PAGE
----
How are you using VMWare player? If you just want a free version of that then VirtualBox may work for you though I hear it can be a little slower than VMWare.
 
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Old 06-30-2013, 05:14 PM   #10
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Yes. that's probably just what I'm looking for. Do you know if it has the same features as the VMWare Player, just slower?
 
Old 06-30-2013, 06:20 PM   #11
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Old 07-01-2013, 01:02 AM   #12
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Quote:
Originally Posted by atlantis43 View Post
Yes. that's probably just what I'm looking for. Do you know if it has the same features as the VMWare Player, just slower?
It's a while since I've played with VMWare so o'm not sure of the exact differences, you can check the features out here: https://www.virtualbox.org/
 
Old 07-01-2013, 11:08 AM   #13
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Just IMHO, but to me nothing trumps having just Linux installed to practice/learn C. I recommend you find a secondary computer which you don't use much and then put either Ubuntu, SUSE, or MINT on it. Make sure you have gcc installed, which most of them do.

Why do I say this? Couple of reasons:
  1. The environment is all there, the compiler (gcc) and the debugger (gdb)
  2. Library calls which you need reference on, such as memcpy, strcmp, printf, and so forth are easily accessible via the man pages
  3. All system resources are easily accessible; such as /dev/ttyS0, and so forth, try to find the COM port on Windows when you don't know which one it is and you'll rapidly find that not programming from within Microsoft's libraries is a huge problem using their OS
  4. You can compile one file using one command, a call to gcc; from the command line. No GUI, no "projects", and so forth, I've seen how daunting it can be to just want to compile one lousy file in Visual Studio. Sure a console project is the simplest there, but they probably create 20 support files just to do that. Very wasteful for small stuff, but to give them a bit of recognition, I do program in VS for MS GUI applications, and do prefer that over other stuff meant for Windows UI development.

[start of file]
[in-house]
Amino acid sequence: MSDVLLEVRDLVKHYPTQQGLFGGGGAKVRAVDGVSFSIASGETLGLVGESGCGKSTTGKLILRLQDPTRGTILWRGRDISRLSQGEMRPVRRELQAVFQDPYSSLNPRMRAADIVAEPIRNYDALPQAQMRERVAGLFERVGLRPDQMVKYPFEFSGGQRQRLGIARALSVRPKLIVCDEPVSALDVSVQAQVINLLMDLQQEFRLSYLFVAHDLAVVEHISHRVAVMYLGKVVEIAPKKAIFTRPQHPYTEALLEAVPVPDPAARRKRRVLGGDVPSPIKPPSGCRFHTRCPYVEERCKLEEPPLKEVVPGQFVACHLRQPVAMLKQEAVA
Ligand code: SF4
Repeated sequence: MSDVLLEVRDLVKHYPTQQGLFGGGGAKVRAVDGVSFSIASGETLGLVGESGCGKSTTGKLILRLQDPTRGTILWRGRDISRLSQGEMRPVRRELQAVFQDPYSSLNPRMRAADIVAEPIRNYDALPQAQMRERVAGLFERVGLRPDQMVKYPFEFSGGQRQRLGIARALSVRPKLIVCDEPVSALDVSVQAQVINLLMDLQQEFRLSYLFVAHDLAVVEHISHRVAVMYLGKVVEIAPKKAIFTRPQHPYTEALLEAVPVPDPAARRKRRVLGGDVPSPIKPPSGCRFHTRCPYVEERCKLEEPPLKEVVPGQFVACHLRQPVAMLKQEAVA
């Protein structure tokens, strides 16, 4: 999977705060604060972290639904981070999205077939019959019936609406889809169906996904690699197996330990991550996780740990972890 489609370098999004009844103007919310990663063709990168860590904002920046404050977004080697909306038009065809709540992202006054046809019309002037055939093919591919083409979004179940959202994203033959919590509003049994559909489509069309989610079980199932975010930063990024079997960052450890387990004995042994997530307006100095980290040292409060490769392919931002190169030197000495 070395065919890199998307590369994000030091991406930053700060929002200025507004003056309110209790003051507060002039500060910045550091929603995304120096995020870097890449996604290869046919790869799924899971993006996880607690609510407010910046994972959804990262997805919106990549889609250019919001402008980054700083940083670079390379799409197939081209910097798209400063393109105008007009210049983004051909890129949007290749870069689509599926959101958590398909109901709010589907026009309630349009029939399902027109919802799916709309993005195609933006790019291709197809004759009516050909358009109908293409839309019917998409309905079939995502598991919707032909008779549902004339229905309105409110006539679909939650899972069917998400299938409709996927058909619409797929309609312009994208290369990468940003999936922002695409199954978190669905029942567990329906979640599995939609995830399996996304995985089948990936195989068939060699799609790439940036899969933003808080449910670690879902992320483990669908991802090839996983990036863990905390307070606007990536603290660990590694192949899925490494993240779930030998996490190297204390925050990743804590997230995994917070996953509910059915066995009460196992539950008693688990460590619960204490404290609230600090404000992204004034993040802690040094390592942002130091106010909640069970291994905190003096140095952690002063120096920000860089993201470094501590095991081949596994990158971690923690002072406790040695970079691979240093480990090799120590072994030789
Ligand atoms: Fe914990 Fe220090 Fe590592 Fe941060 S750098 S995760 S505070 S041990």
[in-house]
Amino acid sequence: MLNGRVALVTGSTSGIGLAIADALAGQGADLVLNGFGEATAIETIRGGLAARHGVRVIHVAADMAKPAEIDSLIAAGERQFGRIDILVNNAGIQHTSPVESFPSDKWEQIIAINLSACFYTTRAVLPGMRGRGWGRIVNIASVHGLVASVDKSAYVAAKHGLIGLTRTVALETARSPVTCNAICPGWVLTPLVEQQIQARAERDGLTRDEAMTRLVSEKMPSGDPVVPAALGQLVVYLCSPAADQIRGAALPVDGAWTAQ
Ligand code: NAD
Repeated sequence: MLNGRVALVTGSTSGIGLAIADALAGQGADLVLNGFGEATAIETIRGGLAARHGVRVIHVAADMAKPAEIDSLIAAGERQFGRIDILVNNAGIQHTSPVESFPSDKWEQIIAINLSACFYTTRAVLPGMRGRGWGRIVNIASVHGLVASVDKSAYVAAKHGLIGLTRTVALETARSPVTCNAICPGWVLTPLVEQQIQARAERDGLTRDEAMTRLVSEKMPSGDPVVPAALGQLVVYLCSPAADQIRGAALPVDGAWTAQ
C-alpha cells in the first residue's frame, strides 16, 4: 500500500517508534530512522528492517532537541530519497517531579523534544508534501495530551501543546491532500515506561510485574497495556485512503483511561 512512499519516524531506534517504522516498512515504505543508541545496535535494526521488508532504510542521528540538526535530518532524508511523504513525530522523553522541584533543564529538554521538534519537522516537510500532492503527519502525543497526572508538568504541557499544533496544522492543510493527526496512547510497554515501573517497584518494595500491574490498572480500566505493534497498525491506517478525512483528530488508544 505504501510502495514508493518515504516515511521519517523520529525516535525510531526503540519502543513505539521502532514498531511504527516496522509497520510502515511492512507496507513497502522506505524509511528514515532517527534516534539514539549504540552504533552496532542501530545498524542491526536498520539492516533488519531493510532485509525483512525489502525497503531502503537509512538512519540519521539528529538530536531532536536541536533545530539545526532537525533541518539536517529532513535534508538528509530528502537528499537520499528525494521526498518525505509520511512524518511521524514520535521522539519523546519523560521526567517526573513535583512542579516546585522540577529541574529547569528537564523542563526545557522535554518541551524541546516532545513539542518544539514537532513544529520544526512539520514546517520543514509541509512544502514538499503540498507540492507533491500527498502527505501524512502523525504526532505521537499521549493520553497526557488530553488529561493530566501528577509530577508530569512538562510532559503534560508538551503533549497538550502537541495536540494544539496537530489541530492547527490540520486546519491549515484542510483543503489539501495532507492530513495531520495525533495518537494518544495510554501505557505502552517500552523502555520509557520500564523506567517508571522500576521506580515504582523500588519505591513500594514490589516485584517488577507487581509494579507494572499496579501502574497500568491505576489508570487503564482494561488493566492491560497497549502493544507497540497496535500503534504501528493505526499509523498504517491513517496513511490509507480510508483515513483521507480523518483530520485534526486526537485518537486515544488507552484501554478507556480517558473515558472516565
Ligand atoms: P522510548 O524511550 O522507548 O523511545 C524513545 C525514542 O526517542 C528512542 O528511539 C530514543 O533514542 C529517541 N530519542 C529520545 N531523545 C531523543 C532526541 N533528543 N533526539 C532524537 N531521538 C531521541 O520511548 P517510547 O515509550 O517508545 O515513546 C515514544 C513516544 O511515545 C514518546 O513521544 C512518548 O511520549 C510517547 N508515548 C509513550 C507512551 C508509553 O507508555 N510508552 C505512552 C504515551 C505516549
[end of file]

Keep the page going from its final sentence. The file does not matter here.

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Old 07-01-2013, 02:03 PM   #14
atlantis43
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RTMistler:
I understand that ubuntu can be installed in a Window OS. Do you know anything about this, particularly as to whether it might cause problems with the apps that are already installed. As I have only one pc (with no plans to get another) this might be the best solution in terms of what you advise.
Richard
 
Old 07-01-2013, 02:08 PM   #15
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Download the ISO for whatever distribution you want to use, install VirtualBox, set up a VM with the RAM and number of processors you want to give it, give it the ISO file location, install the OS inside the VM, and then you're done.

This is only feasible if you have enough computer resources (namely RAM) to facilitate running two OSs simultaneously.